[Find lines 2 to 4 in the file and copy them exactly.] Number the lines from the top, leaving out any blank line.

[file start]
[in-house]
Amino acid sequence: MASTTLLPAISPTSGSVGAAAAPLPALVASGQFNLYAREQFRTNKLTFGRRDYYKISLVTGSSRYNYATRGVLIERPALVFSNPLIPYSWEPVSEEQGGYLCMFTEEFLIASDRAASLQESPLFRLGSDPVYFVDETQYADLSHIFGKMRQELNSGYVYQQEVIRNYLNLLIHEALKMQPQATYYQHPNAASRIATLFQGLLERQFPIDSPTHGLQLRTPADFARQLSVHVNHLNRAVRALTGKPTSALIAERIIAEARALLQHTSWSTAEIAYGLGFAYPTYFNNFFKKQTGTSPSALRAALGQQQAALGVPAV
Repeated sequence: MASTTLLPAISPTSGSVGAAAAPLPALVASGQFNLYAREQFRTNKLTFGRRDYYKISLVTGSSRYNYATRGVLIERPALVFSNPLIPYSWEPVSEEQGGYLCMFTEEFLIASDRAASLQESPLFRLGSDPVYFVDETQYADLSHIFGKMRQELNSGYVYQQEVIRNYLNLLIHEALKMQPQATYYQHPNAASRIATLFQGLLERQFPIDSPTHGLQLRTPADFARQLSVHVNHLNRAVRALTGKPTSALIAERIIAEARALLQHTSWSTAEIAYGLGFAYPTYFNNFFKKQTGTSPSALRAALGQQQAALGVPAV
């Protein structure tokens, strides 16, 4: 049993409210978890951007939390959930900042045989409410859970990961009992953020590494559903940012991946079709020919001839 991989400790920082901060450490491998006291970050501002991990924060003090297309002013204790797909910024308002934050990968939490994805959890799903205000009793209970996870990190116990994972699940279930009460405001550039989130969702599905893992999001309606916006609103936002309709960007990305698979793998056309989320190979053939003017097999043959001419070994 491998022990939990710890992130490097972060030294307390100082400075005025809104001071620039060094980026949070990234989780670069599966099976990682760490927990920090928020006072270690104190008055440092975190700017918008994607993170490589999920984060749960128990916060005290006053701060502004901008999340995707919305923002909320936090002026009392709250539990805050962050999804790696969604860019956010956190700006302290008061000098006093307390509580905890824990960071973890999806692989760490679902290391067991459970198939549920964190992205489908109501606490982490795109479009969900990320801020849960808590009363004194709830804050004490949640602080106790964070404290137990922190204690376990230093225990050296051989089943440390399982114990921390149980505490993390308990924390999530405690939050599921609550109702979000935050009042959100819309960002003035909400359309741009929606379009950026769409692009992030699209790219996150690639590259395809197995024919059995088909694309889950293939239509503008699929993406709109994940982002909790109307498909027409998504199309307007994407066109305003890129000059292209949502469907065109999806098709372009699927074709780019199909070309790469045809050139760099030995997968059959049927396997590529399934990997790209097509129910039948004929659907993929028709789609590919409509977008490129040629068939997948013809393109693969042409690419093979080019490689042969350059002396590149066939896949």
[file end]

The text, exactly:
Amino acid sequence: MASTTLLPAISPTSGSVGAAAAPLPALVASGQFNLYAREQFRTNKLTFGRRDYYKISLVTGSSRYNYATRGVLIERPALVFSNPLIPYSWEPVSEEQGGYLCMFTEEFLIASDRAASLQESPLFRLGSDPVYFVDETQYADLSHIFGKMRQELNSGYVYQQEVIRNYLNLLIHEALKMQPQATYYQHPNAASRIATLFQGLLERQFPIDSPTHGLQLRTPADFARQLSVHVNHLNRAVRALTGKPTSALIAERIIAEARALLQHTSWSTAEIAYGLGFAYPTYFNNFFKKQTGTSPSALRAALGQQQAALGVPAV
Repeated sequence: MASTTLLPAISPTSGSVGAAAAPLPALVASGQFNLYAREQFRTNKLTFGRRDYYKISLVTGSSRYNYATRGVLIERPALVFSNPLIPYSWEPVSEEQGGYLCMFTEEFLIASDRAASLQESPLFRLGSDPVYFVDETQYADLSHIFGKMRQELNSGYVYQQEVIRNYLNLLIHEALKMQPQATYYQHPNAASRIATLFQGLLERQFPIDSPTHGLQLRTPADFARQLSVHVNHLNRAVRALTGKPTSALIAERIIAEARALLQHTSWSTAEIAYGLGFAYPTYFNNFFKKQTGTSPSALRAALGQQQAALGVPAV
């Protein structure tokens, strides 16, 4: 049993409210978890951007939390959930900042045989409410859970990961009992953020590494559903940012991946079709020919001839 991989400790920082901060450490491998006291970050501002991990924060003090297309002013204790797909910024308002934050990968939490994805959890799903205000009793209970996870990190116990994972699940279930009460405001550039989130969702599905893992999001309606916006609103936002309709960007990305698979793998056309989320190979053939003017097999043959001419070994 491998022990939990710890992130490097972060030294307390100082400075005025809104001071620039060094980026949070990234989780670069599966099976990682760490927990920090928020006072270690104190008055440092975190700017918008994607993170490589999920984060749960128990916060005290006053701060502004901008999340995707919305923002909320936090002026009392709250539990805050962050999804790696969604860019956010956190700006302290008061000098006093307390509580905890824990960071973890999806692989760490679902290391067991459970198939549920964190992205489908109501606490982490795109479009969900990320801020849960808590009363004194709830804050004490949640602080106790964070404290137990922190204690376990230093225990050296051989089943440390399982114990921390149980505490993390308990924390999530405690939050599921609550109702979000935050009042959100819309960002003035909400359309741009929606379009950026769409692009992030699209790219996150690639590259395809197995024919059995088909694309889950293939239509503008699929993406709109994940982002909790109307498909027409998504199309307007994407066109305003890129000059292209949502469907065109999806098709372009699927074709780019199909070309790469045809050139760099030995997968059959049927396997590529399934990997790209097509129910039948004929659907993929028709789609590919409509977008490129040629068939997948013809393109693969042409690419093979080019490689042969350059002396590149066939896949």